Jackie Lange: There are no fees, unless you’re using a debit card from the United States, then they charge you $1.50. But there’s no fee to use the card here.
Respondent: How much does a car cost?
Jackie Lange: If you look on the Kelley Blue Book, or Edmunds, whatever the cost of the car is on there, is about the same as the car costs here. It’s not cheaper, and it’s not more expensive. It’s pretty much the same, give or take $500.
Respondent: And do they drive on the same side of the road that we drive on in the U.S.?
Jackie Lange: Yep, it’s the same side of the road. They are very strict about speeding here. Along all of the roads, you’ll see police officers on little motorcycles. Some of them have a radar gun and some of them don’t, but they’re very strict about speeding, and they’re even stricter about drinking and driving. It’s zero tolerance.
Respondent: What about the arts community in Panama?
Jackie Lange: Well in Panama City, there’s a variety of different art communities in Panama City. I don’t really know about Coronado. In Boquete where I live, there’s a photography club, there’s Chinese brush painting, there’s silver making, there’s jewelry making, there’s artisan bread, there’s just a lot of artists that do all kind of painting, whether it’s watercolors or oil colors, and other people will just make stuff. And then we have a Tuesday market where you can sell the stuff that you’ve made, and make a little extra money.
Respondent: Okay, I think everybody knows that Jackie does the Panama relocation tours for people that choose to go on a tour, and she takes you around the country and gives you educational information about all sorts of topics, and shows you the countryside and so on, and Julia here has been on Jackie’s tour, and she has a book here that shows you the pictures and stuff from the tour if you want to show that, and Clayton and I are going to join Jackie’s tour next month, so we’re looking forward to actually seeing all these things in person, so I think I’ll shut down. There’s one more question here. What’s the tour cost? $2,200, Jackie?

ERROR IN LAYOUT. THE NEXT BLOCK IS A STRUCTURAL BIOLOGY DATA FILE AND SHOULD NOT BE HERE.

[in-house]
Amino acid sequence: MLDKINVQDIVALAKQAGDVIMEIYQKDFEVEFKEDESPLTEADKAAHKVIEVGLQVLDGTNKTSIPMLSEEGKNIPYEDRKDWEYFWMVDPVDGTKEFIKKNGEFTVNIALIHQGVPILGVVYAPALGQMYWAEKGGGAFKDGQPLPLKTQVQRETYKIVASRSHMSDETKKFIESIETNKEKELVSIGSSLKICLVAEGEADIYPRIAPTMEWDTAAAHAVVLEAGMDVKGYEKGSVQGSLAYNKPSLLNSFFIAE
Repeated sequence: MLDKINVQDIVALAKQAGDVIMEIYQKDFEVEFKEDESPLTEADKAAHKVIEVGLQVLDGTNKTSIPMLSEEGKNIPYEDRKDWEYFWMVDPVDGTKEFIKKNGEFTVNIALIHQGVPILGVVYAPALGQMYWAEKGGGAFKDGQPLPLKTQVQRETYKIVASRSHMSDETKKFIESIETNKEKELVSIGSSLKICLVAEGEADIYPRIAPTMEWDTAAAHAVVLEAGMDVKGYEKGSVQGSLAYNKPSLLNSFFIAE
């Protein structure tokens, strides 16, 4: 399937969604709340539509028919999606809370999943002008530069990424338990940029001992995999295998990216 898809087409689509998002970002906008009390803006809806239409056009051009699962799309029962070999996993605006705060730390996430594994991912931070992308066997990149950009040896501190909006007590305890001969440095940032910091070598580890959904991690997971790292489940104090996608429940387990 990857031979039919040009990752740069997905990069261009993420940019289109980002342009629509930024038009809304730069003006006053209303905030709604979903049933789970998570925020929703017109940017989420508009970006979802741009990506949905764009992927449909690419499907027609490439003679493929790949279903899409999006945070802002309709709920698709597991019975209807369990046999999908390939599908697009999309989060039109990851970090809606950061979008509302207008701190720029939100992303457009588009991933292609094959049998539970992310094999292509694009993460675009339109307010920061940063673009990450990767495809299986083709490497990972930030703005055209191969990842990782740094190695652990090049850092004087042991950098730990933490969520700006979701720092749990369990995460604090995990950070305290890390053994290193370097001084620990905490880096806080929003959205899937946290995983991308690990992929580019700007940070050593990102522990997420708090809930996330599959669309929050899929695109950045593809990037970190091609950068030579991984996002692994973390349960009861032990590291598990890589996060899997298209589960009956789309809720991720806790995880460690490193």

Jackie Lange: It’s $2,200 for a single person, and that includes whenever you come into the country, our driver picks you up at the airport and takes you to a hotel in Panama City. The tour includes all your ground transportation in a really nice, comfortable bus that I bought, all your hotels, all your meals, and then we also fly you back to Panama City, because it ends on the far western side, and we get you back to Panama City. Plus you get daily education on all the different things that you need to know about relocating, how to bring pets into the country, how to buy a car, how to find your rental property – these are options, the list goes on and on, and you’ll have the opportunity to meet expats at almost all of our different stops.
Respondent: It’s is $4000 for a couple? Somebody asked that.
Jackie Lange: It is $4000 for a couple, that’s right.
Respondent: What is this, five or six days, Jackie?
Jackie Lange: Well it’s actually five and a half days of the actual tour, and then usually on that sixth day in the afternoon, I’m helping people get their bank accounts opened up if they want to open an account.
Respondent: Yeah, she’ll help you open your bank account if you want to.
Jackie Lange: It doesn’t include the flight to Panama City, but it includes everything once you get here. I have details about everything that you’ll learn, and everything that’s included, on my website: www.panamarelocationtours.com And if you have further questions, my email is firstname.lastname@example.org, or there’s a contact us form on the website, and you can just fill that out, and I’ll be glad to reply back if you think of a question after the call, or if you just have a private question that you want to ask about, then ask away and I’ll be glad to answer your questions.
Respondent: Okay, she wants to know if she can hike and bike in Panama, in some place other than main roads that will still be safe.
Jackie Lange: You probably wouldn’t want to do very much hiking in the Coronado area because it’s so hot, but in some of the other mountain towns like El Valle, Boquete, Santa Fe, and Volcan, there are designated hiking trails. There’s national parks and designated hiking trails, and Boquete where I live, there’s three different hiking clubs that get together every single day of the week, and they have certain hikes that they take. So hiking with a group I think is always better than going on your own, until you get to know the trails. We have a lot of different trails, and we also have trails for mountain biking, or riding an ATV.
Respondent: If you’re out hiking, how likely are you to get eaten alive by a mosquito or some other insect?
Jackie Lange: Not at all up in the mountains.
Respondent: Okay, I’m going to close off the call here, and we have a couple people here who have visited Panama, and they’re going to talk about their impressions, so anybody wants to stay, I’ll let Jackie go, and thanks so much Jackie, we learned a lot.
Jackie Lange: You’re welcome.
Respondent: Okay, thank you Jackie.
Jackie Lange: You’re welcome. Bye.